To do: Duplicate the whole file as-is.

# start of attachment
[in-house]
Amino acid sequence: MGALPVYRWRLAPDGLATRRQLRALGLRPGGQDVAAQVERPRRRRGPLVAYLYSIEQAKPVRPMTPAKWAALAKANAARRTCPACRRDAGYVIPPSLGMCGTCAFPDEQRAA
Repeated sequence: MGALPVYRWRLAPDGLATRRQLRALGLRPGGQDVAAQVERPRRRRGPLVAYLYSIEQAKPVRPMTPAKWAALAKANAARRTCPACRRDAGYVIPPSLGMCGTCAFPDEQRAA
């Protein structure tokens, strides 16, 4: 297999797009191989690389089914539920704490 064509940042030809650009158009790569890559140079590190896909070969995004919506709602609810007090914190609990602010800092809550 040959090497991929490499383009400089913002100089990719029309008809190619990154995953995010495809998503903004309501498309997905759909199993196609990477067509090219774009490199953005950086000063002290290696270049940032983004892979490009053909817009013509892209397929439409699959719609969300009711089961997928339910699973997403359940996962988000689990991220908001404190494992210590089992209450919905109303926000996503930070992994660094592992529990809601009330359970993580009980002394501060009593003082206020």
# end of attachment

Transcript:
[in-house]
Amino acid sequence: MGALPVYRWRLAPDGLATRRQLRALGLRPGGQDVAAQVERPRRRRGPLVAYLYSIEQAKPVRPMTPAKWAALAKANAARRTCPACRRDAGYVIPPSLGMCGTCAFPDEQRAA
Repeated sequence: MGALPVYRWRLAPDGLATRRQLRALGLRPGGQDVAAQVERPRRRRGPLVAYLYSIEQAKPVRPMTPAKWAALAKANAARRTCPACRRDAGYVIPPSLGMCGTCAFPDEQRAA
């Protein structure tokens, strides 16, 4: 297999797009191989690389089914539920704490 064509940042030809650009158009790569890559140079590190896909070969995004919506709602609810007090914190609990602010800092809550 040959090497991929490499383009400089913002100089990719029309008809190619990154995953995010495809998503903004309501498309997905759909199993196609990477067509090219774009490199953005950086000063002290290696270049940032983004892979490009053909817009013509892209397929439409699959719609969300009711089961997928339910699973997403359940996962988000689990991220908001404190494992210590089992209450919905109303926000996503930070992994660094592992529990809601009330359970993580009980002394501060009593003082206020």